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Methods and considerations in the conservation of artwork

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Gillian Crothers

on 1 October 2013

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Transcript of Methods and considerations in the conservation of artwork

What is conservation?
Methods and Considerations in
the Conservation of Artwork

There are different requirements and levels of conservation practice according to materials or art forms - in particular, where art forms are light-sensitive, including fashion and textiles and works on paper, photography and prints and drawings.
The Role of the Conservator
The conservator will examine a part of the artwork and do any restoration which needs to be done (eg - take off varnish, apply new varnish etc.
Conservators make the judgement about how long the works of art are allowed to be displayed for (depending on the fragility of the works
The conservators will consider the visual nature of the space - books might need to go in perspex boxes etc.
When purchasing artworks the NGV has to consider the condition of the artworks because conserving and restoring artworks can take time and money.
Lighting of Artworks
Conservation of artworks refers to how artworks are managed in terms of their;

Do not confuse the terms

refers to the visable evidence (That is to hanging, framing, installation and lighting of artwork)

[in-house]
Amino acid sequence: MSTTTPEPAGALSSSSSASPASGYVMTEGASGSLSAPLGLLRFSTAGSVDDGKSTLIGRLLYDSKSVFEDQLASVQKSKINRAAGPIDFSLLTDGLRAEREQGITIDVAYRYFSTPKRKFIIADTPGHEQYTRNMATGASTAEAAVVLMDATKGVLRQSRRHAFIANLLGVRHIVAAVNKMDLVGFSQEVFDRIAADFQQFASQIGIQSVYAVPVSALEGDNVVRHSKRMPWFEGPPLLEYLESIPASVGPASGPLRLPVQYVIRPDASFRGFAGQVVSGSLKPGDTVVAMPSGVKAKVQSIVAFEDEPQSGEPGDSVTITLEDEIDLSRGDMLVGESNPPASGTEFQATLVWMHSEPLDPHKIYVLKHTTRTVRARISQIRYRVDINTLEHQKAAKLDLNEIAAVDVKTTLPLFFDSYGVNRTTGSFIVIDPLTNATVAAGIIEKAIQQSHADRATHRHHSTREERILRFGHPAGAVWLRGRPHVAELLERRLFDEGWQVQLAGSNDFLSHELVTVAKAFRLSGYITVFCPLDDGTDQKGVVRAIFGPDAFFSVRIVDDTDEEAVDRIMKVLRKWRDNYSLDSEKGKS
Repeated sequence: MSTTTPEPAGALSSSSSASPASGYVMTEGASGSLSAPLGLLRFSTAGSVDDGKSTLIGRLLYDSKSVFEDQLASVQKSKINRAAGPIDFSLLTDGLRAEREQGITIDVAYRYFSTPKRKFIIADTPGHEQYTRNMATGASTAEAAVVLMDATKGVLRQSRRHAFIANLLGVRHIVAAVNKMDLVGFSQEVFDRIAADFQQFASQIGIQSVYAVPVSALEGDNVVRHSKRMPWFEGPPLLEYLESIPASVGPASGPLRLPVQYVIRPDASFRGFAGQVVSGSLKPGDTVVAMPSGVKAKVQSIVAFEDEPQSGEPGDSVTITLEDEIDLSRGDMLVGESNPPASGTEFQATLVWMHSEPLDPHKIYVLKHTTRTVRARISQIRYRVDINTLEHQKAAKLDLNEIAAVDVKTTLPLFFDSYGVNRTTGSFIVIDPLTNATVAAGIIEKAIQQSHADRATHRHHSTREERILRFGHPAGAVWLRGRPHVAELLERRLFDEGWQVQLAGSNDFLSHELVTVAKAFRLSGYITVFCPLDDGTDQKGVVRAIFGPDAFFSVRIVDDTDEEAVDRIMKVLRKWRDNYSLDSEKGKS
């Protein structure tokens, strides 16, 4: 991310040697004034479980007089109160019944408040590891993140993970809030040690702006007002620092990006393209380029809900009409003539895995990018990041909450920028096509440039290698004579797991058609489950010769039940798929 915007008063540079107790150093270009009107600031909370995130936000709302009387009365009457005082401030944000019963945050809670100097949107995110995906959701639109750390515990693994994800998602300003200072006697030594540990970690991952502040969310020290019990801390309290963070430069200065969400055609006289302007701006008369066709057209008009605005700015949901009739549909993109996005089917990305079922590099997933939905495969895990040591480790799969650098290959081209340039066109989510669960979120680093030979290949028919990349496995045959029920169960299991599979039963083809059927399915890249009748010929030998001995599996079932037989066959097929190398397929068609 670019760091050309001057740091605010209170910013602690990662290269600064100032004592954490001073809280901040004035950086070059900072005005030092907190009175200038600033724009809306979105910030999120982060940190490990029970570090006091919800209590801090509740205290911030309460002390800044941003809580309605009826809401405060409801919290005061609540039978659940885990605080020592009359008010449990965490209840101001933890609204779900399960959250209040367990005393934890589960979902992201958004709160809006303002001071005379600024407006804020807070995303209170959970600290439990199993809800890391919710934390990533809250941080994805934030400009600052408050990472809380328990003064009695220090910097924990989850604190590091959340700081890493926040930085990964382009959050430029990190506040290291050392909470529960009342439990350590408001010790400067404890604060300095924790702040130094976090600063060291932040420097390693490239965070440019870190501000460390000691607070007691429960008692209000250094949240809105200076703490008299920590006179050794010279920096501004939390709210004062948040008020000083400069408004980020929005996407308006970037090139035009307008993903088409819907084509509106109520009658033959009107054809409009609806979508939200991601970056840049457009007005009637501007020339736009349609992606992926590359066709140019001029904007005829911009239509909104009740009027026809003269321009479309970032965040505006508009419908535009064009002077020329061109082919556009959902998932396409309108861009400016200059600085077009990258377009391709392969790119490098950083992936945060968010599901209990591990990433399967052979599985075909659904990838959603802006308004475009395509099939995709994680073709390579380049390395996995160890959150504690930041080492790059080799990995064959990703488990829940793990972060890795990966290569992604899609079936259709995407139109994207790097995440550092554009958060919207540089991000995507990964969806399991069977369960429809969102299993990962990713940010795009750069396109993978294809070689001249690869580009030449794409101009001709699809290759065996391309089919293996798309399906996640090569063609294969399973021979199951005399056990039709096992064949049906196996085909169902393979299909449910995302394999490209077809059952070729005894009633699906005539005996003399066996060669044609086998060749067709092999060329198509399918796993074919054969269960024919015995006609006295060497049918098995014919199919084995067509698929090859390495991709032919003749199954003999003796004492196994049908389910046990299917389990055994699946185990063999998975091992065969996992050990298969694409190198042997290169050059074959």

may involve some presentation aspects, but it refers to the control of the environment and conditions of a use of work.
The role of the conservator may include:
*Providing specialist care and conservation of an art form in a specialist field
* Undertaking routine and complex treatments
*Initiating, implementing and coordinating preventative conservation
* Managing condition and display related issues
* Inititating and and undertaking research into methods and materials for specialist art forms and techniques to improve preventative care
* Monitoring display environments
*Advising and liasing with other staff to provide authoritative advice on handling, display and packing for transport
* Conducting technical examinations and preparing condition reports.
Conservation of Collections
This term refers to the examination, conservation and preservation of cultural heritage using any methods that prove effective in keeping that property in as close to its original condition as possible, for as long as possible.
Commercial galleries have different considerations in relation to conservation practice from larger cultural organisations. For example, commercial galleries anticipate and rely on a large turnover of stock and exhibitions and may not make any considerations in terms of specialist lighting, temperature or storage requirements.
On the other hand, Public galleries and large regional galleries will have specialist considerations. There is a responsibility to protect the value of the collection, to manage deterioration and to add value to the collection through research and examination, analysis and treatment of existing works.
The NGV applies national standards in respect to conservation. The NGV has a commitment to present the collection in its best possible condition and appearence and employs specialist conservators in selected fields.
Some of those fields include
and works on paper
Considerations may include whether the object is light sensitive or whether the object needs to be stabilised for display. Considerations may be given and assessed in the movement of an object as well as the presentation.